Six new DC Comics Selfie Covers were released today! Find them all in our Guide to DC Selfie Covers! 

Aquaman #34
Batman ‘66 #14
Catwoman #34
Flash #34
Justice League Dark #34
Superman #34

The pillars of the DCU are re-imagined in the just added All Star Superman and All Star Batman and Robin: The Boy Wonder back issues!

All Star Superman
All Star Batman and Robin: The Boy Wonder

comicsforever

comicsforever:

Batman: 75 Years // by UnderTheWayneMansion (2014)

"Because he’s the hero Gotham deserves, but not the one it needs right now. So we’ll hunt him. Because he can take it. Because he’s not our hero. He’s a silent guardian. A watchful protector. A Dark Knight.”

comicsalliance
comicsalliance:

The 5 Best Modes of Transportation in Comics
It’s rare to see superheroes tooling around on a bus. Not only do schedules and GPS monitoring make it easy for supervillains to anticipate their attacks, but the constant jingle of change is a dead giveaway when they’re trying to sneak up on snitches. There are also very few pedestrian superheroes, despite what the critics say (cue rim shot). They all need some method of reliable transportation.
Some solutions that the creators came up with are funny but disastrous. Tim Drake’s Robin had The Redbird. It was a car that looked normal from the outside, but was scaled down to fit a child, so when an adult rode along, they were comically contorted to fit in the too-small seats. Then he had the Redboard. It was a skateboard painted red. Other times, creators cheat, having the characters swing on lines, presumably connected to building which are out of frame, or crash through doors just in time with no mention of how they got there.Other times, creators come up with solutions that make you ache for the world of comics, even with its high mortality and mutation rates. Here are comics’ five best methods of transportation.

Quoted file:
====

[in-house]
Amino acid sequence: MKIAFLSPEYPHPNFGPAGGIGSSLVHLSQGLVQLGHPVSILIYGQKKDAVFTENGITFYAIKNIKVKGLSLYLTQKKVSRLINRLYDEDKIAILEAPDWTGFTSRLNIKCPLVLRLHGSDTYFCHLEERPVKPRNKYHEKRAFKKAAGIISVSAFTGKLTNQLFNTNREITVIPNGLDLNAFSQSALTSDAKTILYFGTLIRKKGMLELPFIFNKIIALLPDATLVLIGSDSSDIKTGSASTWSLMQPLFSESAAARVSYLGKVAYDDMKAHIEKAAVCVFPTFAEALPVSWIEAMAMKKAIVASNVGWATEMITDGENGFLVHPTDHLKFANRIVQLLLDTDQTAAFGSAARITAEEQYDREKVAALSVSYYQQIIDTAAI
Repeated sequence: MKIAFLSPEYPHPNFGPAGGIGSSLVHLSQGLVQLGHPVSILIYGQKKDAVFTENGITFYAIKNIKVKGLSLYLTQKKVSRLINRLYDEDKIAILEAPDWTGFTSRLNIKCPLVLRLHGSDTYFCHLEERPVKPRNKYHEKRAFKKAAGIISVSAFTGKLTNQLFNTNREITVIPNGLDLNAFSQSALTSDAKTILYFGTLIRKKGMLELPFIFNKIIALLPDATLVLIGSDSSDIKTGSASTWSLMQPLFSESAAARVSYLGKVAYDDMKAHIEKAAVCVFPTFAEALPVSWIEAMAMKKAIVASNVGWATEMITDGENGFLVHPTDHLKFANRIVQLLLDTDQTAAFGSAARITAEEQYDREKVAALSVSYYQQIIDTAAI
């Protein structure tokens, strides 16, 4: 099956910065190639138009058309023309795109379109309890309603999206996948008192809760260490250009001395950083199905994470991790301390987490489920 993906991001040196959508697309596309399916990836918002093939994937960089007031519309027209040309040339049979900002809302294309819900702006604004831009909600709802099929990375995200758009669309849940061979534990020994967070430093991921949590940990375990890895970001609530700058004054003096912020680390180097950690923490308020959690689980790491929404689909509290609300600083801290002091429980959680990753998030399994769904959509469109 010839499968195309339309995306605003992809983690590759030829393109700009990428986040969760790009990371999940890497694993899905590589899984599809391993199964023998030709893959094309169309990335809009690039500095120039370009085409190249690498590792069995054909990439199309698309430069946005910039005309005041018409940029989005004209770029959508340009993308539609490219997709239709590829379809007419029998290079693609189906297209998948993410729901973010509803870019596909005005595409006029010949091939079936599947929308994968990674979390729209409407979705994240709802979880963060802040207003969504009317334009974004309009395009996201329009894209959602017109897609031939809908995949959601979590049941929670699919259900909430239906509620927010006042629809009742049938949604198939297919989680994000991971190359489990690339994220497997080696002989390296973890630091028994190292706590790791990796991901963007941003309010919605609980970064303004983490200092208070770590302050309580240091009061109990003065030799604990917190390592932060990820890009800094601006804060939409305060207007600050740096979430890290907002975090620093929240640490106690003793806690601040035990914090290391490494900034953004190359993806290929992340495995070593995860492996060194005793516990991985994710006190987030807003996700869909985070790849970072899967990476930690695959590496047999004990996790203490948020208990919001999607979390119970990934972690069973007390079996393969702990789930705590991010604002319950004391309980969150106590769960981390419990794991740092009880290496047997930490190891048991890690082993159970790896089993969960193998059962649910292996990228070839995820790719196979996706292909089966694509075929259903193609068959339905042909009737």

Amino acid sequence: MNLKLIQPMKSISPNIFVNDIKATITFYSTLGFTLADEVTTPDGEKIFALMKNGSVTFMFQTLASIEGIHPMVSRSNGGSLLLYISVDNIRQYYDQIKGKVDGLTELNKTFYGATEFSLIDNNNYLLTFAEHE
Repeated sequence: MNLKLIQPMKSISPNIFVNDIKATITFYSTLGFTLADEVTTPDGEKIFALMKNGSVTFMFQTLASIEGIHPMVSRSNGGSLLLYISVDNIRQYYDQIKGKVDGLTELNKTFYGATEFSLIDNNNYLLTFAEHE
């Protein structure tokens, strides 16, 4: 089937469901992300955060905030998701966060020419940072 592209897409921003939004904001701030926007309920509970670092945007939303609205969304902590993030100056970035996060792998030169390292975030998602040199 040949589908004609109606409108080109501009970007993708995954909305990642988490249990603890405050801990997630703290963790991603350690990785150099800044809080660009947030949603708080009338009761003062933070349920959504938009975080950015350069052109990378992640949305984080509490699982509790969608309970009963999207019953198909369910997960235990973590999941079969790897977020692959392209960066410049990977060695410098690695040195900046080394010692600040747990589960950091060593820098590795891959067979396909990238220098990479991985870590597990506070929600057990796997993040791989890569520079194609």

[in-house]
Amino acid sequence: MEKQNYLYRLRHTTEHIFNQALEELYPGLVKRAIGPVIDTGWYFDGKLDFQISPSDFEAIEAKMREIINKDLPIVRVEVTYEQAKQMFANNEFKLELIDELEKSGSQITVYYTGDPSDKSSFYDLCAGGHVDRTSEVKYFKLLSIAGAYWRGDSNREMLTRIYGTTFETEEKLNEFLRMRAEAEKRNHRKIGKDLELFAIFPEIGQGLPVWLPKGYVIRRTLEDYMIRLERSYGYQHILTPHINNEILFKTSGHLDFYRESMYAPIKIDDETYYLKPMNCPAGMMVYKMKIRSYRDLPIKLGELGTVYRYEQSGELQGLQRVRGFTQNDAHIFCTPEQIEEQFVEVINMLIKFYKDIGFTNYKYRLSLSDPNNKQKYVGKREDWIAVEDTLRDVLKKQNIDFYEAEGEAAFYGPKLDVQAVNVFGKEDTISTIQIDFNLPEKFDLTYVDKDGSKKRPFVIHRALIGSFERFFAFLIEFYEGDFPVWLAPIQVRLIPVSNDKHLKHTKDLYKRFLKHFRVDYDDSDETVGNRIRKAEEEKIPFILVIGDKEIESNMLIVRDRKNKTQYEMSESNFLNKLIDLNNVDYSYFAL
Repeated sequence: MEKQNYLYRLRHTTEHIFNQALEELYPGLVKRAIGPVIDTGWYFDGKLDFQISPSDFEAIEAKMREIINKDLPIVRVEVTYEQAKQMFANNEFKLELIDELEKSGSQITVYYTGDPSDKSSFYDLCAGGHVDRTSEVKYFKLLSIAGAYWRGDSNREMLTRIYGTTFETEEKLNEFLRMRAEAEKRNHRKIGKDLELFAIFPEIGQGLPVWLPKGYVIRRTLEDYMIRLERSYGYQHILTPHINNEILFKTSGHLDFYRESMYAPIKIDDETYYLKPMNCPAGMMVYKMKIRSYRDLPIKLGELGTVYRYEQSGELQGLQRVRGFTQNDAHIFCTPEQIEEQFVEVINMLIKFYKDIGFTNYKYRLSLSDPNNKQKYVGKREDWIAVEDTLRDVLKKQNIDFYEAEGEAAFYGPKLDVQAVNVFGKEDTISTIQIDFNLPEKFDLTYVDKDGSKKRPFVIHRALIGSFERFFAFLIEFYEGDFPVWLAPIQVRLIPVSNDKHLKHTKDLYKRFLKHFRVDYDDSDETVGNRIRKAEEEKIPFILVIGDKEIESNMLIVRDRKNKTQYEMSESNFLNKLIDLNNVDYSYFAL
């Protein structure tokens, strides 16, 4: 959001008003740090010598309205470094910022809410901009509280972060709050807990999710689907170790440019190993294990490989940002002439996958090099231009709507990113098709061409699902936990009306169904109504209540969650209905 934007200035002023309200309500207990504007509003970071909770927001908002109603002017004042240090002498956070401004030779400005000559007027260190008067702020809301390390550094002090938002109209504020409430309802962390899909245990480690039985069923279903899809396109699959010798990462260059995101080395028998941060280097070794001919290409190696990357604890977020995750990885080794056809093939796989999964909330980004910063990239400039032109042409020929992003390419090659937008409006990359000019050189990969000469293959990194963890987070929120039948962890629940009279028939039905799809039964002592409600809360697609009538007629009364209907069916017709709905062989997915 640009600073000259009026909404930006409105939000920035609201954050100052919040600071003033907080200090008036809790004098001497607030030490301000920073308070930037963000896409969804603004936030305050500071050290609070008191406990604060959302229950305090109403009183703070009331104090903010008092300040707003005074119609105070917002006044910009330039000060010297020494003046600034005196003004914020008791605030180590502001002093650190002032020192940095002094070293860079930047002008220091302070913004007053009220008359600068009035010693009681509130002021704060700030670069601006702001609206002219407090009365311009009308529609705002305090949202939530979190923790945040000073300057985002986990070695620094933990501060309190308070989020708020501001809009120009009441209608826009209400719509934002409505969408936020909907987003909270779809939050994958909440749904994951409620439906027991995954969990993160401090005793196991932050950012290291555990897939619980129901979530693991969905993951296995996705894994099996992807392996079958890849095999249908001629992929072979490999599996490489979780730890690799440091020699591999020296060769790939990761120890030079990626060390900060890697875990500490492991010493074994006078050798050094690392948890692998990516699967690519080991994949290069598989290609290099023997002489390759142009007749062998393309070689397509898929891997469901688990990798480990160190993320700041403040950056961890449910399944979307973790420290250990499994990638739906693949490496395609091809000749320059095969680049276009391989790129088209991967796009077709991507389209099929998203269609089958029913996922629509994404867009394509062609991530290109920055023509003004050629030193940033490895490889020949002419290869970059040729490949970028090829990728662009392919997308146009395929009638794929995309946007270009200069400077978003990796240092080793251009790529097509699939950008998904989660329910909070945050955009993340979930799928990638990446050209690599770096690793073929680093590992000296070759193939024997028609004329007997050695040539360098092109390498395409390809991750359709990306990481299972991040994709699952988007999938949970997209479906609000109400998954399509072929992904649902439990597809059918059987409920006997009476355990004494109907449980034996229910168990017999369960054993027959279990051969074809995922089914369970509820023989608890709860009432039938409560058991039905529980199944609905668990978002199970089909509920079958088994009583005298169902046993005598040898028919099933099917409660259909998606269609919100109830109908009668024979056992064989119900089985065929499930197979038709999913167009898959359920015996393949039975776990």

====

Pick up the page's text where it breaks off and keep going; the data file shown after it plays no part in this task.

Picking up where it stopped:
READ MORE

comicsalliance:

The 5 Best Modes of Transportation in Comics

It’s rare to see superheroes tooling around on a bus. Not only do schedules and GPS monitoring make it easy for supervillains to anticipate their attacks, but the constant jingle of change is a dead giveaway when they’re trying to sneak up on snitches. There are also very few pedestrian superheroes, despite what the critics say (cue rim shot). They all need some method of reliable transportation.

Some solutions that the creators came up with are funny but disastrous. Tim Drake’s Robin had The Redbird. It was a car that looked normal from the outside, but was scaled down to fit a child, so when an adult rode along, they were comically contorted to fit in the too-small seats. Then he had the Redboard. It was a skateboard painted red. Other times, creators cheat, having the characters swing on lines, presumably connected to building which are out of frame, or crash through doors just in time with no mention of how they got there.Other times, creators come up with solutions that make you ache for the world of comics, even with its high mortality and mutation rates. Here are comics’ five best methods of transportation.

READ MORE